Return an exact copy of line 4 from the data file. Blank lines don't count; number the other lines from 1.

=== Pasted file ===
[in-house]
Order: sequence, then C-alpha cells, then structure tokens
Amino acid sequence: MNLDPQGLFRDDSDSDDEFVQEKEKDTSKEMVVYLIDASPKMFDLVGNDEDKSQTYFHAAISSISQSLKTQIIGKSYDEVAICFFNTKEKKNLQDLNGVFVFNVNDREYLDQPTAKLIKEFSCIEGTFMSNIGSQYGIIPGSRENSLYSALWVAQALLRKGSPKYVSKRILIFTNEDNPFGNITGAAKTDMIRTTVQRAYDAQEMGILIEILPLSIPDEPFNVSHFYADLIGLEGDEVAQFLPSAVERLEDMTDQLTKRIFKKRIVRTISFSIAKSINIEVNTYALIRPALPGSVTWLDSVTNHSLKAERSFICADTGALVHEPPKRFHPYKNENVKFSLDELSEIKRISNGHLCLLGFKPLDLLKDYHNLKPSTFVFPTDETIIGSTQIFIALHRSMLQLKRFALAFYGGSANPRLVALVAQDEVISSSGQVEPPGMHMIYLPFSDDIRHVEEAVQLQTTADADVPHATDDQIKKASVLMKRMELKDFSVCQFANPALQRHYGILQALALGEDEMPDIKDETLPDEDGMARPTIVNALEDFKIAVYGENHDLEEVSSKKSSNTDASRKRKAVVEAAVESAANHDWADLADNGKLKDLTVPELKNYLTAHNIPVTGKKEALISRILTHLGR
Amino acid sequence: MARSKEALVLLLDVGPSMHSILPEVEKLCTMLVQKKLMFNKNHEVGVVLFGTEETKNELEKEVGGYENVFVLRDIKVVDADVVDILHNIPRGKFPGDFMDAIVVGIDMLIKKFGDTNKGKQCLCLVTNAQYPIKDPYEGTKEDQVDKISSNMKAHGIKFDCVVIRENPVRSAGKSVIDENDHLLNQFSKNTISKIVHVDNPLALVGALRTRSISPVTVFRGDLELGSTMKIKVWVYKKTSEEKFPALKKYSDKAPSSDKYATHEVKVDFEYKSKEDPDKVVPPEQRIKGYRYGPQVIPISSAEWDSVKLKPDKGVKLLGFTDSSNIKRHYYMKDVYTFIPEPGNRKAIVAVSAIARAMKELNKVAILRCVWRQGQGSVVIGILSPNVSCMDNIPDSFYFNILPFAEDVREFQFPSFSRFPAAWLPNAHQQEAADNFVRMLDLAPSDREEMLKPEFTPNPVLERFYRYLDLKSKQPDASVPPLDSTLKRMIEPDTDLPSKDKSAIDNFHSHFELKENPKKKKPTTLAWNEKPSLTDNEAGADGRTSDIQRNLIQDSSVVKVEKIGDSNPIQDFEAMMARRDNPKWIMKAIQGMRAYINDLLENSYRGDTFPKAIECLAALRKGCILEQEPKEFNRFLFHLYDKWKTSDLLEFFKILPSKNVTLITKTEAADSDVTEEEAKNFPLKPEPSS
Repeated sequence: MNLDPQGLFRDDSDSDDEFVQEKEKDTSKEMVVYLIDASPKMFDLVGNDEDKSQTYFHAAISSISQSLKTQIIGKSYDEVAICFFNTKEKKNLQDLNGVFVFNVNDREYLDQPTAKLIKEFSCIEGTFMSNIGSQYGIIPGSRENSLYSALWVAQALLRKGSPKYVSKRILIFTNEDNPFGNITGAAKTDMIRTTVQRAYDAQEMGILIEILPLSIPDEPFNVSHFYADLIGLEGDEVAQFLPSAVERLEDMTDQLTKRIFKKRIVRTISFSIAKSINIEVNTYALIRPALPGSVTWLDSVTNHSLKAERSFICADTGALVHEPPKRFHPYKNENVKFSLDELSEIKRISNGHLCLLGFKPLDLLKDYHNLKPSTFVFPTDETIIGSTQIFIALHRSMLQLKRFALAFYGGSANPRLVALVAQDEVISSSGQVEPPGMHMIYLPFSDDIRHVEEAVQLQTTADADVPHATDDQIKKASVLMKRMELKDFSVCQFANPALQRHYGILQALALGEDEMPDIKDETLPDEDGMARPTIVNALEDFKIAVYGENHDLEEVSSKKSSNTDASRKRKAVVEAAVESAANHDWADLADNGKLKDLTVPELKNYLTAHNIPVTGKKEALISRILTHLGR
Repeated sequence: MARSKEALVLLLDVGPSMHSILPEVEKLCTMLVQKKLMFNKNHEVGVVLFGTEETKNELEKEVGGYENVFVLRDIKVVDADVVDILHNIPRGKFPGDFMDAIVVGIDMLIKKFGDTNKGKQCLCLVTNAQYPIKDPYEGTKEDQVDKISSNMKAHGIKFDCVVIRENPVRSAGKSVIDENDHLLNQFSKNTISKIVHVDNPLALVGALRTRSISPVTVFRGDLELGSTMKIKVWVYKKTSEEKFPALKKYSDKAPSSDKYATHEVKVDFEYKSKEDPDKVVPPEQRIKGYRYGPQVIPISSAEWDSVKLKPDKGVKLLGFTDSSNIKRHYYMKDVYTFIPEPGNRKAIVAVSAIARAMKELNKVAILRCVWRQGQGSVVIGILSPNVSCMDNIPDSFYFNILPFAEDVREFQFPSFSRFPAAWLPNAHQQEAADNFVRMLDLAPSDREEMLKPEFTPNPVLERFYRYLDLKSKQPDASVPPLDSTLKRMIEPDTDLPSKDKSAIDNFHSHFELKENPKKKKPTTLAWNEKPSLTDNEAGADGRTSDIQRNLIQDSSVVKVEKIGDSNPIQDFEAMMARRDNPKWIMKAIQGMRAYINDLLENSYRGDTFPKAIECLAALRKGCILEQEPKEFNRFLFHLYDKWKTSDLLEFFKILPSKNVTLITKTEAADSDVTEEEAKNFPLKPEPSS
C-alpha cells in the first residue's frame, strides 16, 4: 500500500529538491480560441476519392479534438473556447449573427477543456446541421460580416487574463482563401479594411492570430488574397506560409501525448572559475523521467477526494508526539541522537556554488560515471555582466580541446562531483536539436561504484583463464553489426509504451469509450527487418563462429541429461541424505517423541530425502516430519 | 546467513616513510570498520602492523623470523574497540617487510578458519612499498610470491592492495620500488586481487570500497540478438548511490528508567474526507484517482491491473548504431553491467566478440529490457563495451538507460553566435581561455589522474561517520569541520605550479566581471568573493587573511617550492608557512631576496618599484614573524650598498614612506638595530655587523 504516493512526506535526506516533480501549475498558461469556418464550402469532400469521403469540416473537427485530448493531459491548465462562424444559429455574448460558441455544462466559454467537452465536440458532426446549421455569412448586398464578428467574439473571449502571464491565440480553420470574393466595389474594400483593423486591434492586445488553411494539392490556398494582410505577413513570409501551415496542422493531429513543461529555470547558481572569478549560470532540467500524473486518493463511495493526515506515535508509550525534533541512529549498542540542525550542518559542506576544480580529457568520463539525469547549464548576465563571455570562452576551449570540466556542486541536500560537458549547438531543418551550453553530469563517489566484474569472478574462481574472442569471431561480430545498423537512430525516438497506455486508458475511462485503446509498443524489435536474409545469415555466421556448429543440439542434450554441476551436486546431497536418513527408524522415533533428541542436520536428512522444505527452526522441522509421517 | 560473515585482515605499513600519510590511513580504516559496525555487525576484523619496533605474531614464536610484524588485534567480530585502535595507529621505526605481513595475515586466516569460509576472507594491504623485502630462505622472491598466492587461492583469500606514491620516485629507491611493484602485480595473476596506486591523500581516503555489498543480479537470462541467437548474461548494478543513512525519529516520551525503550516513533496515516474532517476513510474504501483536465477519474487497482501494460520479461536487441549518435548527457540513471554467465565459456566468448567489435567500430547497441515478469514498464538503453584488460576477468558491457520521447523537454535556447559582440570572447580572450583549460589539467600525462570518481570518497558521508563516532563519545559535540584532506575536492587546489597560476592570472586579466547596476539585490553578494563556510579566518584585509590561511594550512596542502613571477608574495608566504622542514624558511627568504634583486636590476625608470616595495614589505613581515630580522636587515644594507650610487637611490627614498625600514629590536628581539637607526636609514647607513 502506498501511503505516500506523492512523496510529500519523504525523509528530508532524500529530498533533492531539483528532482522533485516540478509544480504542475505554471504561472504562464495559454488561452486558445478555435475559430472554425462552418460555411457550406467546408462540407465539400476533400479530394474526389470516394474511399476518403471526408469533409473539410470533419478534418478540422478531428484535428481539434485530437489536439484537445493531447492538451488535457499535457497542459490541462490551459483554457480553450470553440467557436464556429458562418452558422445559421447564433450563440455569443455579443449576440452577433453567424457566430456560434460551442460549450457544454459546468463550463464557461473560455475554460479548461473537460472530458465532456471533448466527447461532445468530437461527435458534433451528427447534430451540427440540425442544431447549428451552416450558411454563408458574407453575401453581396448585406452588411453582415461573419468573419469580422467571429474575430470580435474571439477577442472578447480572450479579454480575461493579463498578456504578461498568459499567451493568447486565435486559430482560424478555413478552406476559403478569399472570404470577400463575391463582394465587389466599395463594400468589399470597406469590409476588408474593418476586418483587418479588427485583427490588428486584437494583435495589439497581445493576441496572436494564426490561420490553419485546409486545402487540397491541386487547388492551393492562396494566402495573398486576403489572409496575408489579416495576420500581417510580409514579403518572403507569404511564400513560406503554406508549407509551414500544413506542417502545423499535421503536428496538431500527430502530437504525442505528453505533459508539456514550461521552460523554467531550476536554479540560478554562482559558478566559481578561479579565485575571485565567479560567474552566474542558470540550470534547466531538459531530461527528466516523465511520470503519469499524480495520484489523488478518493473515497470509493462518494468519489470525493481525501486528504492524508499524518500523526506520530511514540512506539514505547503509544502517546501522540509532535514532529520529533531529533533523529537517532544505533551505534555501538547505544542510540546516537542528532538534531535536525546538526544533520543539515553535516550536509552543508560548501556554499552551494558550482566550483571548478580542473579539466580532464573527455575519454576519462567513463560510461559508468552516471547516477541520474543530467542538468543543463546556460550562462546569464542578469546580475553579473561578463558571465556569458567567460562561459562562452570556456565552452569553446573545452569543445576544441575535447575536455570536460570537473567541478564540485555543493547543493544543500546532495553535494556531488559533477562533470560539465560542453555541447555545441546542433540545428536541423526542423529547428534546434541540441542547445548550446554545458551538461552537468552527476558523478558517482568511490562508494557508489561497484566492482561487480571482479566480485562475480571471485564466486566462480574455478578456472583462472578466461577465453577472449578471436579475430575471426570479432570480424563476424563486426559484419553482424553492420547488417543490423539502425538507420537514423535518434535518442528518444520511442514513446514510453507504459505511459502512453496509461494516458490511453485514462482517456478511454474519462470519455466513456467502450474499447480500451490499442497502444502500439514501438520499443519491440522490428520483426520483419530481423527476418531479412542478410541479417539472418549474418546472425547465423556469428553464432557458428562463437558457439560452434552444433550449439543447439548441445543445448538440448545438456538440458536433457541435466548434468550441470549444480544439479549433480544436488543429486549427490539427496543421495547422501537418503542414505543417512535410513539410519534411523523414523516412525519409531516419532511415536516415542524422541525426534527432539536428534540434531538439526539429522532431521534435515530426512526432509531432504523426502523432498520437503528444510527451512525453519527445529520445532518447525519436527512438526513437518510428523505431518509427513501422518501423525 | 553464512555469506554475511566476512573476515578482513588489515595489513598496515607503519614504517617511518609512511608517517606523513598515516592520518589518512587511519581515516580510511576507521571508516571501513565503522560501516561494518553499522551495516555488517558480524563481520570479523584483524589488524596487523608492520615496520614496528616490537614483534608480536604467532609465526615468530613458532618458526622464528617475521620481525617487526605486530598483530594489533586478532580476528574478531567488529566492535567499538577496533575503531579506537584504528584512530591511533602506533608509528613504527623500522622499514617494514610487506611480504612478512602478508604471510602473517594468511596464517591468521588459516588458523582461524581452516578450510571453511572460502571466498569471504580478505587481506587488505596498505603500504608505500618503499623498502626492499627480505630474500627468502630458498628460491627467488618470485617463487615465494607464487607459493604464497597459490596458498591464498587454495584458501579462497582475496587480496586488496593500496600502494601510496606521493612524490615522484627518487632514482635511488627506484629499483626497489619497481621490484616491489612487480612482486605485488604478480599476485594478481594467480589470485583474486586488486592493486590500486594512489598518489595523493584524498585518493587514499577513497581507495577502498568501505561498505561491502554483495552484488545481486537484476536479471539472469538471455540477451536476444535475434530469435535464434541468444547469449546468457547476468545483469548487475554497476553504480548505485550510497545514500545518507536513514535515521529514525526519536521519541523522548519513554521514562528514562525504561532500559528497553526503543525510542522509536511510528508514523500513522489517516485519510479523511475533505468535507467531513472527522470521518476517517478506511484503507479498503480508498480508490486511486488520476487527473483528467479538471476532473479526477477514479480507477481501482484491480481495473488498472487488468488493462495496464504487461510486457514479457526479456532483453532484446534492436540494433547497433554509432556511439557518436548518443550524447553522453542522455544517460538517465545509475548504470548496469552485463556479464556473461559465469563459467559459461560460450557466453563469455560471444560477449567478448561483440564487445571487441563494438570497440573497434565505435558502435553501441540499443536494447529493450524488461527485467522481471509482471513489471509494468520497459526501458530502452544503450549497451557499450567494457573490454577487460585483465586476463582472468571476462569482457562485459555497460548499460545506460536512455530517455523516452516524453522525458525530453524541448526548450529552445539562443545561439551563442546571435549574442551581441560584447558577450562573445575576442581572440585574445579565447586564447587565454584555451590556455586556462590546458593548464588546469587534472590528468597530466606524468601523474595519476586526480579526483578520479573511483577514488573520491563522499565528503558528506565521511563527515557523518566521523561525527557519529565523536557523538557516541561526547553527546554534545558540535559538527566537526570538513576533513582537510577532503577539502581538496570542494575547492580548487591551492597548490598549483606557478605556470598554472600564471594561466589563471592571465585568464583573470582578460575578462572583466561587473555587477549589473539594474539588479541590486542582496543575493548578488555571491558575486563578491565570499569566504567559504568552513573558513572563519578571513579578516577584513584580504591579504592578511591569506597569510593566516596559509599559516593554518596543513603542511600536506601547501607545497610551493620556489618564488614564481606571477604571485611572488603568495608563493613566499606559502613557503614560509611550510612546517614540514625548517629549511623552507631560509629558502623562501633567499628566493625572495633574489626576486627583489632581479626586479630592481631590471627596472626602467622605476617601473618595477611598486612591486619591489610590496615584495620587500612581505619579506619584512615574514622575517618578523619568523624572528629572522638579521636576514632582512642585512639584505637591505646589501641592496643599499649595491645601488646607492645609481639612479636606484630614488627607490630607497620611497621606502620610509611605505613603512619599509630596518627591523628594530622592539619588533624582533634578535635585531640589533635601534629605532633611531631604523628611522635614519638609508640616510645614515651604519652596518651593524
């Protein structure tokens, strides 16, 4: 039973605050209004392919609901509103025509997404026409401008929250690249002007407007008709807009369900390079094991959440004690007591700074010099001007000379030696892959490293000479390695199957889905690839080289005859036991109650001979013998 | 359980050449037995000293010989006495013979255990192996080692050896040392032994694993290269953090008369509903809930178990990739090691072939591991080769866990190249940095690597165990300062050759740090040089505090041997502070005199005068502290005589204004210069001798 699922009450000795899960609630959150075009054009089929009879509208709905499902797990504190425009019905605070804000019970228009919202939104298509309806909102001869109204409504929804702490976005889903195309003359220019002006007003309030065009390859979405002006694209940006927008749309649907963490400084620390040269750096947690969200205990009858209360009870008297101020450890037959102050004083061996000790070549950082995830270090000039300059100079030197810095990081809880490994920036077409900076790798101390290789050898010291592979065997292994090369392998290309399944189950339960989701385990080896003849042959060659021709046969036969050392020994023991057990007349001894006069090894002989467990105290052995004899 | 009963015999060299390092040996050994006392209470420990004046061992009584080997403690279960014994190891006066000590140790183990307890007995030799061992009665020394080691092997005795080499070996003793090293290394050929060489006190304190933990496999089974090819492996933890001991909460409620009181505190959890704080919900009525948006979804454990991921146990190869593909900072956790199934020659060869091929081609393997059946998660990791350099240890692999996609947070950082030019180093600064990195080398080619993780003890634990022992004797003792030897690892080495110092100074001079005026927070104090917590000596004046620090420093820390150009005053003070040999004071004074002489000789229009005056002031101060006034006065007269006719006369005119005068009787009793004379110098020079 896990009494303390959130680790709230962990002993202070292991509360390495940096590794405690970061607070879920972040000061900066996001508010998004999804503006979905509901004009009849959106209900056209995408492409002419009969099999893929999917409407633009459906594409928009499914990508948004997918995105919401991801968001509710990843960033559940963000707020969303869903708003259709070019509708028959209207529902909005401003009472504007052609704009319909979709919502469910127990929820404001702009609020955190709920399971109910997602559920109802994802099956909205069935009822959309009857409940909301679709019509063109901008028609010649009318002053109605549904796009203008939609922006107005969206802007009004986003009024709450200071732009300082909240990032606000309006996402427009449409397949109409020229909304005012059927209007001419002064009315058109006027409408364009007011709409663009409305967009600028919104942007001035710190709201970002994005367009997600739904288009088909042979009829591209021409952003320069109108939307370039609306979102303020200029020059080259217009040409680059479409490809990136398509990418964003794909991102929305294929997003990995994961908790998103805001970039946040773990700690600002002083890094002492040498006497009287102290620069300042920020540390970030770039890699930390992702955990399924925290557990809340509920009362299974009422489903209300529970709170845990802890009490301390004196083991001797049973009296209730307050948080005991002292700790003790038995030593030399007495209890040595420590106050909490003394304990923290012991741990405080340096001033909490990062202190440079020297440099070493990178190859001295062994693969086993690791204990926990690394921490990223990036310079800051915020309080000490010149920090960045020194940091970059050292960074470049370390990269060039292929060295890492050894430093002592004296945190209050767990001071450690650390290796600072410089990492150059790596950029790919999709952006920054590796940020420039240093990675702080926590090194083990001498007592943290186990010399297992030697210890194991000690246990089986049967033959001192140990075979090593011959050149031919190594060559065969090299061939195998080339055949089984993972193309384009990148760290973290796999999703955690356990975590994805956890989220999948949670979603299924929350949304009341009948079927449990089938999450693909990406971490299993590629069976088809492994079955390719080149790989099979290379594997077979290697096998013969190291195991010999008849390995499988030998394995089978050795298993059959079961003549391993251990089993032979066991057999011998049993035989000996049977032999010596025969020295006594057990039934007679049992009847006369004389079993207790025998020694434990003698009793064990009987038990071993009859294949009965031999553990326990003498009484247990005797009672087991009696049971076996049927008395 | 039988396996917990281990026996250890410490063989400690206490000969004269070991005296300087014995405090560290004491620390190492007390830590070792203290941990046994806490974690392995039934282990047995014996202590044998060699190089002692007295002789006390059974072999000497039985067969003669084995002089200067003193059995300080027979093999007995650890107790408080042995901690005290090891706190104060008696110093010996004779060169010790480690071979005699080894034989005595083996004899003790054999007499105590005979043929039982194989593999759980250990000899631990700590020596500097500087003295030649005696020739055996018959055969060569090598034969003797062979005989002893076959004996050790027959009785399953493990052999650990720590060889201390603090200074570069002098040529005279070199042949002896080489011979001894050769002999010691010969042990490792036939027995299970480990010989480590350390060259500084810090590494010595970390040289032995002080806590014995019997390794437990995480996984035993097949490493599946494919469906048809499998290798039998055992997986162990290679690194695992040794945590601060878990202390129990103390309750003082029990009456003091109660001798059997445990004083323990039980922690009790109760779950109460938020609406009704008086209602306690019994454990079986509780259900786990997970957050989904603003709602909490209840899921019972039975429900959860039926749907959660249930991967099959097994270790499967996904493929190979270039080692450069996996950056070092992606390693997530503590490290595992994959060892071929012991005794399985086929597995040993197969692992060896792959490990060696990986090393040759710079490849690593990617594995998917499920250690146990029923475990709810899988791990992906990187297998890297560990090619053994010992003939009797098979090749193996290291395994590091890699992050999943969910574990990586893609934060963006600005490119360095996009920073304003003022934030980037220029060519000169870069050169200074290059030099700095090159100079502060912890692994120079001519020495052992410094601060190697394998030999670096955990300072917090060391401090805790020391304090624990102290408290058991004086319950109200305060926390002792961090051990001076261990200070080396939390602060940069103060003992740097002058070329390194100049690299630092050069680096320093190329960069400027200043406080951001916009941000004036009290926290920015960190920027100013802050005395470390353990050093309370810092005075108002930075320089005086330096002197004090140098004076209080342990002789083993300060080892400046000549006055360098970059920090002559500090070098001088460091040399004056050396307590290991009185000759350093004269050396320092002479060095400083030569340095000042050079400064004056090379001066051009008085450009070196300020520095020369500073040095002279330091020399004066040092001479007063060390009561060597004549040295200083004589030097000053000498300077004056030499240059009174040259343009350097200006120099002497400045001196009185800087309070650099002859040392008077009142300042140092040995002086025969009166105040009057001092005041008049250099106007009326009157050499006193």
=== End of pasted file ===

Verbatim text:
Amino acid sequence: MARSKEALVLLLDVGPSMHSILPEVEKLCTMLVQKKLMFNKNHEVGVVLFGTEETKNELEKEVGGYENVFVLRDIKVVDADVVDILHNIPRGKFPGDFMDAIVVGIDMLIKKFGDTNKGKQCLCLVTNAQYPIKDPYEGTKEDQVDKISSNMKAHGIKFDCVVIRENPVRSAGKSVIDENDHLLNQFSKNTISKIVHVDNPLALVGALRTRSISPVTVFRGDLELGSTMKIKVWVYKKTSEEKFPALKKYSDKAPSSDKYATHEVKVDFEYKSKEDPDKVVPPEQRIKGYRYGPQVIPISSAEWDSVKLKPDKGVKLLGFTDSSNIKRHYYMKDVYTFIPEPGNRKAIVAVSAIARAMKELNKVAILRCVWRQGQGSVVIGILSPNVSCMDNIPDSFYFNILPFAEDVREFQFPSFSRFPAAWLPNAHQQEAADNFVRMLDLAPSDREEMLKPEFTPNPVLERFYRYLDLKSKQPDASVPPLDSTLKRMIEPDTDLPSKDKSAIDNFHSHFELKENPKKKKPTTLAWNEKPSLTDNEAGADGRTSDIQRNLIQDSSVVKVEKIGDSNPIQDFEAMMARRDNPKWIMKAIQGMRAYINDLLENSYRGDTFPKAIECLAALRKGCILEQEPKEFNRFLFHLYDKWKTSDLLEFFKILPSKNVTLITKTEAADSDVTEEEAKNFPLKPEPSS